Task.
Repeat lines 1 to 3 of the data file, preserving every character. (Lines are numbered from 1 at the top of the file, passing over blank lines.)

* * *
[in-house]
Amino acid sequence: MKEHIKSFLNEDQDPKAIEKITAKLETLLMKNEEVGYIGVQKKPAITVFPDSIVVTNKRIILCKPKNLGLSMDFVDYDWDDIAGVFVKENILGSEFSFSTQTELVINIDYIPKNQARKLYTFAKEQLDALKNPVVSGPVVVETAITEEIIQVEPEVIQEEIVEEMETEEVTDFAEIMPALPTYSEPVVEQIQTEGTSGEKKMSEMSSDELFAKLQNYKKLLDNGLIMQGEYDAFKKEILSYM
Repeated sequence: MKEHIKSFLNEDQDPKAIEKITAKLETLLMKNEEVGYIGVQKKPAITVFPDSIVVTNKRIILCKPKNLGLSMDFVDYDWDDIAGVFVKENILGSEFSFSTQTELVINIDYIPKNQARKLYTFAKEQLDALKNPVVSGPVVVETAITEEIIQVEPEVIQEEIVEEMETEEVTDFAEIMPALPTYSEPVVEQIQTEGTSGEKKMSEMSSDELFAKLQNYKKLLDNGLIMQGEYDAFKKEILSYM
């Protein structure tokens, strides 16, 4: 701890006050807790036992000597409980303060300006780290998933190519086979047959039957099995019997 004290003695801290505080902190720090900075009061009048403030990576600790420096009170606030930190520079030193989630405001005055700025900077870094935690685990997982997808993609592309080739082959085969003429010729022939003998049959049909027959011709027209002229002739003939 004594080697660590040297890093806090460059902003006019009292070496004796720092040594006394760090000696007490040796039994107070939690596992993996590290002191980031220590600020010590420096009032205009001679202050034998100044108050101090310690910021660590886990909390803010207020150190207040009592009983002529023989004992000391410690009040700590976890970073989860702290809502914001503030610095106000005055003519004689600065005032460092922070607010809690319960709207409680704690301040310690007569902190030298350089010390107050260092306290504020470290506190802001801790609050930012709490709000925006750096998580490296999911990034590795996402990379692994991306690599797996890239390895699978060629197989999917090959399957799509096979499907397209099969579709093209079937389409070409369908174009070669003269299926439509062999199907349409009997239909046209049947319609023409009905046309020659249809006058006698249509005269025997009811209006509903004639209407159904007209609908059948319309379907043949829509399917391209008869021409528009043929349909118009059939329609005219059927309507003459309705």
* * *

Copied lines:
[in-house]
Amino acid sequence: MKEHIKSFLNEDQDPKAIEKITAKLETLLMKNEEVGYIGVQKKPAITVFPDSIVVTNKRIILCKPKNLGLSMDFVDYDWDDIAGVFVKENILGSEFSFSTQTELVINIDYIPKNQARKLYTFAKEQLDALKNPVVSGPVVVETAITEEIIQVEPEVIQEEIVEEMETEEVTDFAEIMPALPTYSEPVVEQIQTEGTSGEKKMSEMSSDELFAKLQNYKKLLDNGLIMQGEYDAFKKEILSYM
Repeated sequence: MKEHIKSFLNEDQDPKAIEKITAKLETLLMKNEEVGYIGVQKKPAITVFPDSIVVTNKRIILCKPKNLGLSMDFVDYDWDDIAGVFVKENILGSEFSFSTQTELVINIDYIPKNQARKLYTFAKEQLDALKNPVVSGPVVVETAITEEIIQVEPEVIQEEIVEEMETEEVTDFAEIMPALPTYSEPVVEQIQTEGTSGEKKMSEMSSDELFAKLQNYKKLLDNGLIMQGEYDAFKKEILSYM